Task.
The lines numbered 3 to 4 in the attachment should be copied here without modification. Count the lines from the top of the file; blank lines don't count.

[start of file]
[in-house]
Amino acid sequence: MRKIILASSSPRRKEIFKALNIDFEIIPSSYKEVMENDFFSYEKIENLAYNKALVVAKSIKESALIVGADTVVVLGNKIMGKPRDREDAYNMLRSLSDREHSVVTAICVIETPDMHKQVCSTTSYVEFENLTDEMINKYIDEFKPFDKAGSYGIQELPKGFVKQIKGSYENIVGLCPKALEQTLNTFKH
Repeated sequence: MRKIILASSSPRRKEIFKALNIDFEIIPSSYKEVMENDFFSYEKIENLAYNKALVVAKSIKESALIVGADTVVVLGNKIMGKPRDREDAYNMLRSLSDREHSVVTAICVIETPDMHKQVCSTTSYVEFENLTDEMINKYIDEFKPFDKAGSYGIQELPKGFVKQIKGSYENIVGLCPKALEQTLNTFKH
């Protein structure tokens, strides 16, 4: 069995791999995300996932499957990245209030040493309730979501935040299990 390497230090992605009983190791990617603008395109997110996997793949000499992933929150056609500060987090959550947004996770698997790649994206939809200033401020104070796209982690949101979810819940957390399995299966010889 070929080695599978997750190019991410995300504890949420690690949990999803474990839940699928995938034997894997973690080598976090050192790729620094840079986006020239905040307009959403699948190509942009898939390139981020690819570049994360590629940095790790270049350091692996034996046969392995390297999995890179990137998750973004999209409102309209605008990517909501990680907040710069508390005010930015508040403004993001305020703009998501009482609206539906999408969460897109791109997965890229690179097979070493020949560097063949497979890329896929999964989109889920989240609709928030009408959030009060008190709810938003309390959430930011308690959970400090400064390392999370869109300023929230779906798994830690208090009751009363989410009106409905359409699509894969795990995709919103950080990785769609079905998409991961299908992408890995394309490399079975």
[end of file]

Repeated sequence: MRKIILASSSPRRKEIFKALNIDFEIIPSSYKEVMENDFFSYEKIENLAYNKALVVAKSIKESALIVGADTVVVLGNKIMGKPRDREDAYNMLRSLSDREHSVVTAICVIETPDMHKQVCSTTSYVEFENLTDEMINKYIDEFKPFDKAGSYGIQELPKGFVKQIKGSYENIVGLCPKALEQTLNTFKH
């Protein structure tokens, strides 16, 4: 069995791999995300996932499957990245209030040493309730979501935040299990 390497230090992605009983190791990617603008395109997110996997793949000499992933929150056609500060987090959550947004996770698997790649994206939809200033401020104070796209982690949101979810819940957390399995299966010889 070929080695599978997750190019991410995300504890949420690690949990999803474990839940699928995938034997894997973690080598976090050192790729620094840079986006020239905040307009959403699948190509942009898939390139981020690819570049994360590629940095790790270049350091692996034996046969392995390297999995890179990137998750973004999209409102309209605008990517909501990680907040710069508390005010930015508040403004993001305020703009998501009482609206539906999408969460897109791109997965890229690179097979070493020949560097063949497979890329896929999964989109889920989240609709928030009408959030009060008190709810938003309390959430930011308690959970400090400064390392999370869109300023929230779906798994830690208090009751009363989410009106409905359409699509894969795990995709919103950080990785769609079905998409991961299908992408890995394309490399079975």